"Skydiving dangerous?" Jack Guthrie smiled. "The most dangerous part of your skydiving experience," he explained, "will be driving home from the airport."
And he should know. As chief instructor and operator of Cedar Valley Freefall at Cedar Valley Airport, Guthrie has been skydiving for more than 20 years. My jump with him was his 197th tandem jump.Statistically, the dangers are low - much lower than riding in a car. Of 2 million jumps last year, there were 16 fatalities. Eight of those occurred among students, jumpers who had not yet performed the requisite eight jumps to certify as a skydiver. Eight were experienced skydivers.
Tandem jumping is a newer form of skydiving. It is different from skydiving solo and it offers an initiation to the skydiving experience. For many, it precedes the "assisted freefall, during which the student is secured by two instructors during freefall until his chute is released."
John Coffman, a dual tandem master certified for both the Strong and Vector rigs, believes that the tandem jump is becoming an essential part of training for the beginning skydiver.
"I would recommend the tandem jump for anyone who wants to learn to skydive. I would hope that someone who jumps tandem will want to jump again."
Little is required of the student, but a limited rehearsal lets the student know what to expect during the jump. Climbing out of the plane is rehearsed on the ground, and the student learns to assume the freefall postion with arms crossed on the chest.
The student is attached to the front of the tandem master's body with a specially designed harness. Hooks secure the two individuals at the shoulder and the hip, with the student's back to the tandem master.
Rigs for tandem jumps (harness and parachute) are made by Relative Workshop (the Vector system) and by Strong Enterprises. These manufacturers require that the tandem master train and certify with them in order to use their harnesses. The tandem master is then only certified to jump tandem using that type of harness.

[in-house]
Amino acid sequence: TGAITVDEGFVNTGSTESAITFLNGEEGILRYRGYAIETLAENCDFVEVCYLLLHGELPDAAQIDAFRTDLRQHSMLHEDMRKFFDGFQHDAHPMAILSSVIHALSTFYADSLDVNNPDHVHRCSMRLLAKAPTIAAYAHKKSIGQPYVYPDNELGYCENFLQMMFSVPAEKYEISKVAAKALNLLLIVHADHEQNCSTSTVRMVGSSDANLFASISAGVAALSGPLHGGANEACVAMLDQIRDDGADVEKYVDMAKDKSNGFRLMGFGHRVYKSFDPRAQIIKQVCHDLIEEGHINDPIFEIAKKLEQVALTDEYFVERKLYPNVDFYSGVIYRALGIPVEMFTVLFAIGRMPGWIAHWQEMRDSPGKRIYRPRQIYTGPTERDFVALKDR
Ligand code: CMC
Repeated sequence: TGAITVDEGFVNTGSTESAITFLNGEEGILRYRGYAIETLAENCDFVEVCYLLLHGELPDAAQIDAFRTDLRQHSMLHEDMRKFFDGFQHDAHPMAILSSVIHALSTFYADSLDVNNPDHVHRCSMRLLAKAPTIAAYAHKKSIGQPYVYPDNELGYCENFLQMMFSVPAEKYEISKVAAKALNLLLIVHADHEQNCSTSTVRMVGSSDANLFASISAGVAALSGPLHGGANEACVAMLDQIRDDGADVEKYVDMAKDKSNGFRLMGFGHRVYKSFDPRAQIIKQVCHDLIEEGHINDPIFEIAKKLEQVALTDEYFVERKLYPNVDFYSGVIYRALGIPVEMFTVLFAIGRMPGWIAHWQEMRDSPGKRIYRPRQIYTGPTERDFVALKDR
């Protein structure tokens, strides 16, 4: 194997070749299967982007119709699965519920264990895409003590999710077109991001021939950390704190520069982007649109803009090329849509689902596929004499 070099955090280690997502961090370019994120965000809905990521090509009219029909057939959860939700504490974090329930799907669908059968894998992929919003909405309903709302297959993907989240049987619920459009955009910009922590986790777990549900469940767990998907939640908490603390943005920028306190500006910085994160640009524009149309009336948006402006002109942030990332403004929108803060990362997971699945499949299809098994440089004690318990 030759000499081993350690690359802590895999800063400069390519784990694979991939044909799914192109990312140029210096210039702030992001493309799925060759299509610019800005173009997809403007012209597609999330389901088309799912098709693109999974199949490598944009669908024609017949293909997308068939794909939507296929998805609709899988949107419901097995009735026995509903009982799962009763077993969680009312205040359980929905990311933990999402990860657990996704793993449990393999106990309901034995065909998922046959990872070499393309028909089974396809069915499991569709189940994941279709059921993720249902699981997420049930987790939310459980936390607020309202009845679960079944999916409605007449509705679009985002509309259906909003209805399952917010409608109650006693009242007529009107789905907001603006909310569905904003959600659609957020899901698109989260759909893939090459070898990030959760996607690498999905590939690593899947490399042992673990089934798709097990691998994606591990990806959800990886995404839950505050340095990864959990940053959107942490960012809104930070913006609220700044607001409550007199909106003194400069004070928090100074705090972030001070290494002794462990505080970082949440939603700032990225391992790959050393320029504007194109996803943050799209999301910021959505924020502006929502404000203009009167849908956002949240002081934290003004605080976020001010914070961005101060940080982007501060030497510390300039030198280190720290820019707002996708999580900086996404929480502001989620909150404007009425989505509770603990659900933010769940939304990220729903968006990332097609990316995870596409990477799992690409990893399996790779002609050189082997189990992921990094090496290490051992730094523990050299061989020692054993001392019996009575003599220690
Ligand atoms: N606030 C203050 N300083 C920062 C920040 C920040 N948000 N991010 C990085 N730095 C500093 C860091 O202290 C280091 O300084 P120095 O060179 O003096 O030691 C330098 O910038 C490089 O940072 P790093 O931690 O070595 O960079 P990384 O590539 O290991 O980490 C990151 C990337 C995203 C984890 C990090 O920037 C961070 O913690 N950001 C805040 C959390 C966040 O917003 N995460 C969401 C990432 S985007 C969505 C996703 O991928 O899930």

Coffman often photographs Guthrie jumping with tandem students. He jumps with 35mm camera and video camera mounted on his helmet and films the event from start to finish.
Cedar Valley's $85 fee for a tandem jump includes the tandem orientation, equipment, and the flight up to 9000 feet. In addition, the tandem student takes home Coffman's color photos and a videotape of the jump.
Many people who are interested in skydiving don't realize the time and effort certification requires. According to Guthrie, about 300 students begin skydiving classes at Cedar Valley each year, and only about six of those, or two percent, actually certify as skydivers.
Almost everyone is curious about skydiving, but "only about one percent of the population will act on that curiosity," according to Guthrie. "Skydiving is taking your life into your hands. People who do it must trust themselves."
"Tandem jumping, on the other hand, will appeal to maybe ten percent of the population," says Guthrie. "It offers more control and greater safety for the beginner. We try to control all the variables."
Guthrie says that for him, the appeal of skydiving is in the "grace under pressure, and an addiction to the surge of adrenalin that comes with jumping. Once you're hooked, it's hard to go a week without jumping at least once."